Large parts of the continents are continuously scanned by terrestrial weather radars to monitor precipitation and wind conditions. These systems also monitor the mass movements of bird, bat, and insect migration, but it is still unknown how many of these systems perform with regard to detection and quantification of migration intensities of the different groups. In this study that was undertaken within five regions across Europe and the Middle East we examined to what extent bird migration intensities derived from different weather radars are comparable between each other and relate to intensities measured by local small-scaled radars, some of them specifically developed to monitor birds. Good correspondence was found for the relative day-to-day pattern in migration intensities among most radar systems that were compared. Absolute intensities varied between different systems and regions. The findings of this study can be used to infer about absolute bird migration intensities measured by different radar systems and consequently help resolving methodological issues regarding the estimation of migrant numbers in the Western-Palearctic region. It further depicts a scientific basis for the future monitoring of migratory bird populations across a large spatio-temporal scale, predicting their movements and studying its consequences on ecological systems and human lives.
Bibliographical noteFunding Information:
Acknowledgements – We thank, Klaus Stephan (‘Deutscher Wetterdienst’ DWD), Cédric Legal (Météo France) and Günther Haase (BALTRAD, SMHI) for supporting the access to the WR data. We acknowledge the European Operational Program for Exchange of Weather Radar Information (EUMETNET/OPERA) for providing access to European radar data, faciliated through a research-only license agreement between EUMETNET/OPERA members and ENRAM. We thank Femern A/S for allowing us to publish data from the EIA (northern Germany). We thank Asaf Mayrose for facilitating radar data processing and analysis from northern Israel. We thank two reviewers for their helpful comments. Funding – The study was financially support by COST – European Cooperation in Science and Technology – through the Action ES1305 ‘European Network for the Radar Surveillance of Animal Movement’ (ENRAM) for facilitating international collaboration. The Belgian case-study was part of the project RAVEN, which was funded by the Belgian Federal Science Policy office (BELSPO) under the BRAIN-be programme.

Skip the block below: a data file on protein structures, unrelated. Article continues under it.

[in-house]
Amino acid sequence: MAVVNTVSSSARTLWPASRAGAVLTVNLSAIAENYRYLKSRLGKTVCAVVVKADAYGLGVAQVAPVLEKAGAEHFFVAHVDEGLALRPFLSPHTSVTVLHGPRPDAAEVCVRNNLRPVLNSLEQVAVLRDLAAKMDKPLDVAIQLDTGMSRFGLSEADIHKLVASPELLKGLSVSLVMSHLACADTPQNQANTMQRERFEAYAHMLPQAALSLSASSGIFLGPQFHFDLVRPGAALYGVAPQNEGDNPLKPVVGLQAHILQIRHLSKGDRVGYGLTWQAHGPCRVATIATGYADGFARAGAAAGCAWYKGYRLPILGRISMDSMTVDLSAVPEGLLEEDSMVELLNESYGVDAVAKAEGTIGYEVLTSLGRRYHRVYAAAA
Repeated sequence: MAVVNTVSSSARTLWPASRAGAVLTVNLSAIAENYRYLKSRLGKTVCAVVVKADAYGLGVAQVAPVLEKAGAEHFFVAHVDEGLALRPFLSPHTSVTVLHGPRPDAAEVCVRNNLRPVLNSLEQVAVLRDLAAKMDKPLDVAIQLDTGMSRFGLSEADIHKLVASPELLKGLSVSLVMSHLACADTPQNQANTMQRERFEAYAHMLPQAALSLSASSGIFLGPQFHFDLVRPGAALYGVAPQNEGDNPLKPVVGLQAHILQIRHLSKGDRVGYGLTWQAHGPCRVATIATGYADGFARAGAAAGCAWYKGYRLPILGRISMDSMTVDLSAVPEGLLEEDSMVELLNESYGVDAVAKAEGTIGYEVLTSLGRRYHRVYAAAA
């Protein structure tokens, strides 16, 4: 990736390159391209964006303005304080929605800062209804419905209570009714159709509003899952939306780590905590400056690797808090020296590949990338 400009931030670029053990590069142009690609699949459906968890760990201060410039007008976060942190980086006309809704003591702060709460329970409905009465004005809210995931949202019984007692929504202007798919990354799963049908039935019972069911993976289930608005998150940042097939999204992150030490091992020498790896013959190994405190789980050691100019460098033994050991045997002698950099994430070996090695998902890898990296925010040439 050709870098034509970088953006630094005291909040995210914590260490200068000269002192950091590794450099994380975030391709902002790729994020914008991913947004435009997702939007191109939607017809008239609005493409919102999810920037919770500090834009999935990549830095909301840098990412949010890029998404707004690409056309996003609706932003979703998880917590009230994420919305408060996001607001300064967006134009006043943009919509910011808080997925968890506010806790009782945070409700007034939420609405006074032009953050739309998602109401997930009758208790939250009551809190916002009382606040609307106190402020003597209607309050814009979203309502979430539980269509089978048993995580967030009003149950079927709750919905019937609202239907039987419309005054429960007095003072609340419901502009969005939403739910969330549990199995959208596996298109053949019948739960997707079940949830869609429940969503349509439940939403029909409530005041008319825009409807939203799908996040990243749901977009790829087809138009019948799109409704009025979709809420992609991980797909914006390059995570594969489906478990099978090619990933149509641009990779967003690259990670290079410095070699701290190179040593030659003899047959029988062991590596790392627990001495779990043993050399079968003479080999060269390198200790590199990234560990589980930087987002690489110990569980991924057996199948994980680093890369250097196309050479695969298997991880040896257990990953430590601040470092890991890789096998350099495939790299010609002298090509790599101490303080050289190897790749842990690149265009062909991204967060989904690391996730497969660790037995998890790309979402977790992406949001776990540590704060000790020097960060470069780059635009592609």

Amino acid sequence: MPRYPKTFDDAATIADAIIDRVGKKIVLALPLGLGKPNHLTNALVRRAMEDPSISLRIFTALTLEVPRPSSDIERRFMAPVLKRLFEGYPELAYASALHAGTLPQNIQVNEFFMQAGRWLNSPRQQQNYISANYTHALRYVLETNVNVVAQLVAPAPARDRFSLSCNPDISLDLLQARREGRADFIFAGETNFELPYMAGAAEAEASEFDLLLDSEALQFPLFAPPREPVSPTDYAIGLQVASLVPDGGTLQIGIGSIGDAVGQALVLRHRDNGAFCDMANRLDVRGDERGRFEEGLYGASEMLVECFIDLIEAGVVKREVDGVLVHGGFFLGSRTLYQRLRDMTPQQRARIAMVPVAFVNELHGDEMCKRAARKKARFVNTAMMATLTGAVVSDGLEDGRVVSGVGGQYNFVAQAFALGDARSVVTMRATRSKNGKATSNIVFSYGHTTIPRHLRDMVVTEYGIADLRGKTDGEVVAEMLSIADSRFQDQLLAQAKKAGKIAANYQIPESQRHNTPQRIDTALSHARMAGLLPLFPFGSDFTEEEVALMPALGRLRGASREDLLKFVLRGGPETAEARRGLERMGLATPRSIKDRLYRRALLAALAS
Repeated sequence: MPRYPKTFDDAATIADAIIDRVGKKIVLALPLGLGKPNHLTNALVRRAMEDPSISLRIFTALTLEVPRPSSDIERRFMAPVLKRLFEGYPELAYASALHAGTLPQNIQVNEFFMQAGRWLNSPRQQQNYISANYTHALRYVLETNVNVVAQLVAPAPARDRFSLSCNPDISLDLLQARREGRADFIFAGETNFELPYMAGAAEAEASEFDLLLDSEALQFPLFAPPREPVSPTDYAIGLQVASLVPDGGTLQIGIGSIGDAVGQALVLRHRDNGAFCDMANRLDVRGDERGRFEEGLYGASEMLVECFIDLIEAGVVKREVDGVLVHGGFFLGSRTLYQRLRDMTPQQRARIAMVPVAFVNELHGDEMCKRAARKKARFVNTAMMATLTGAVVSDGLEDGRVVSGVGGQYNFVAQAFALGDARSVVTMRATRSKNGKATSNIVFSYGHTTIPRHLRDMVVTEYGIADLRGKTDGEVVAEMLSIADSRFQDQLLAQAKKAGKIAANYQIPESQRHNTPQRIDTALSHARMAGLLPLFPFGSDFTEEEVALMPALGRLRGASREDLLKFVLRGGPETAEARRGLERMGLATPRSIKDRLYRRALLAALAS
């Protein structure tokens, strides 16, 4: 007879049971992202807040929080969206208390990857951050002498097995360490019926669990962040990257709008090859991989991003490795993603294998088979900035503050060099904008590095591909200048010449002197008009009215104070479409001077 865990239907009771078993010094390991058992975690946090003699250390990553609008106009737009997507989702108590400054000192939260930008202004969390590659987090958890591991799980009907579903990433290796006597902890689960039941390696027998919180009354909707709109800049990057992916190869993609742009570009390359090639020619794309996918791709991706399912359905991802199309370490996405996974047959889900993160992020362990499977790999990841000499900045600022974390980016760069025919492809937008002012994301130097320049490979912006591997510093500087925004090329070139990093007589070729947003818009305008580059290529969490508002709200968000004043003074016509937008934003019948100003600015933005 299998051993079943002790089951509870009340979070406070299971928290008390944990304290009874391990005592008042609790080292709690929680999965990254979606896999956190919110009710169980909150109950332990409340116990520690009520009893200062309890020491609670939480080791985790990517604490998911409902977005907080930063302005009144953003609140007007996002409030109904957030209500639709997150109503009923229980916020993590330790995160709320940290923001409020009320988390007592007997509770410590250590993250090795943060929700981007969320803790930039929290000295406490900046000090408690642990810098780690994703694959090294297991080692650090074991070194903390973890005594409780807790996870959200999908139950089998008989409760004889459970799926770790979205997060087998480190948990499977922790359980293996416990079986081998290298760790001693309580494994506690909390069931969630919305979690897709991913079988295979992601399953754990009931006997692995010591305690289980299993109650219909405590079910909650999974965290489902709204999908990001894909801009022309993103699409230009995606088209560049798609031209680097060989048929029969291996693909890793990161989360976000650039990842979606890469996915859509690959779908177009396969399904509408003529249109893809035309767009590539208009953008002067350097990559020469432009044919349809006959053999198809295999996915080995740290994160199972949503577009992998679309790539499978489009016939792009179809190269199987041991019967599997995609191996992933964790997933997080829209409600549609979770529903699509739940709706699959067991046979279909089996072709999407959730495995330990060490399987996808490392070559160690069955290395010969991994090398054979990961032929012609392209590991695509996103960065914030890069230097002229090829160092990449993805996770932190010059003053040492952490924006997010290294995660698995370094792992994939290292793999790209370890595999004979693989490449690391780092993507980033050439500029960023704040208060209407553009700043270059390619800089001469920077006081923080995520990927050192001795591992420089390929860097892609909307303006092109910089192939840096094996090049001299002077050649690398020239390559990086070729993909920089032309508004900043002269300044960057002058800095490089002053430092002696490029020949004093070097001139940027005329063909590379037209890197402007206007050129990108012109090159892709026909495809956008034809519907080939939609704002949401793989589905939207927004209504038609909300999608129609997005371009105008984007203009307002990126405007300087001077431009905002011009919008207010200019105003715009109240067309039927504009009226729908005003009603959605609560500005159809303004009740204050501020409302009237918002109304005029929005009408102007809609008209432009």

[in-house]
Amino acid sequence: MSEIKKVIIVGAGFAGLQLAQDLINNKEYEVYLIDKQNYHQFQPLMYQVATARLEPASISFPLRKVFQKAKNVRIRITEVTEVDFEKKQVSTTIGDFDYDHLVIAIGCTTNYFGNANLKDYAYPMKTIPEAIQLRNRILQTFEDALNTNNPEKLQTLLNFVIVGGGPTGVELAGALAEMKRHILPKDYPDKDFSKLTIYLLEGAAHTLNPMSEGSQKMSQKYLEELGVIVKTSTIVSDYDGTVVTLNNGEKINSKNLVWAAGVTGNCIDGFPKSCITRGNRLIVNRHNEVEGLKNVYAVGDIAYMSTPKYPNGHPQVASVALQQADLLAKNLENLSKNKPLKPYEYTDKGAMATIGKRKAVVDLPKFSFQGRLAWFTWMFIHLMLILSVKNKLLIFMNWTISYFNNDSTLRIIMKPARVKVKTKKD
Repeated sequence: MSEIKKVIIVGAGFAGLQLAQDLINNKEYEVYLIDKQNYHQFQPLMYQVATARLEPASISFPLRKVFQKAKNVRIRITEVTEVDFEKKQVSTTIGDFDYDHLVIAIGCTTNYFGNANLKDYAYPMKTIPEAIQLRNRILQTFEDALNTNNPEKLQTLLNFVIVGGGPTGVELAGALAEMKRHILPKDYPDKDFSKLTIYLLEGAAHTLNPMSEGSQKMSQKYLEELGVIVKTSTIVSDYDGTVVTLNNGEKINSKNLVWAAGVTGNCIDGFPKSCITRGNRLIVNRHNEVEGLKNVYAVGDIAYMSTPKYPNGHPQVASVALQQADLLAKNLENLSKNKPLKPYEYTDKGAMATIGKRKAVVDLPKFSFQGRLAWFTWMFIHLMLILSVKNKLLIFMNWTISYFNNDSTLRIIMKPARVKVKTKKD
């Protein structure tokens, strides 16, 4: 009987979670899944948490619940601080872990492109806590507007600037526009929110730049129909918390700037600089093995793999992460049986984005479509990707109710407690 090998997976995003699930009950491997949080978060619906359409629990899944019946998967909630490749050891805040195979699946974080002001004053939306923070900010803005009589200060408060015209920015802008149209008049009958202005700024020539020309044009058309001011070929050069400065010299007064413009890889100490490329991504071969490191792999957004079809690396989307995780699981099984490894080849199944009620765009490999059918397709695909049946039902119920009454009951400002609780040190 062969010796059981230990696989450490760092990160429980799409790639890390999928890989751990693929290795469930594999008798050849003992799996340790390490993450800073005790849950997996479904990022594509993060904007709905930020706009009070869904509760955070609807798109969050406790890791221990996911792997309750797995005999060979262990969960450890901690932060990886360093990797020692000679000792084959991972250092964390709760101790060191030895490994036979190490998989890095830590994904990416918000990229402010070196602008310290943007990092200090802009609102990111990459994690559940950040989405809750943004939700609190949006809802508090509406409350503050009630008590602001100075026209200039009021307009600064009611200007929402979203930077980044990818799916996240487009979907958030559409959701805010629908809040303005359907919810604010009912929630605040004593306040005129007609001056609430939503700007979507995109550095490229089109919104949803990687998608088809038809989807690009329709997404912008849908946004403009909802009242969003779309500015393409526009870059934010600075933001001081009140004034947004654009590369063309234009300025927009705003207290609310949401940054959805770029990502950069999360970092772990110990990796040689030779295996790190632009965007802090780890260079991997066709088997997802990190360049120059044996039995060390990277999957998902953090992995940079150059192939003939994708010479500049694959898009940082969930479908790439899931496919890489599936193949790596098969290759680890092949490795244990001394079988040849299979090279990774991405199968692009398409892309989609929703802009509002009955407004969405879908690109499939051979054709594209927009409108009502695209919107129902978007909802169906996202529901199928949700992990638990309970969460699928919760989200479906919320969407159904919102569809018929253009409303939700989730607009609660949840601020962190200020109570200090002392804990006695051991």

© 2018 The Authors
- bird migration
- radar monitoring
- radar ornithology
ASJC Scopus subject areas
- Ecology, Evolution, Behavior and Systematics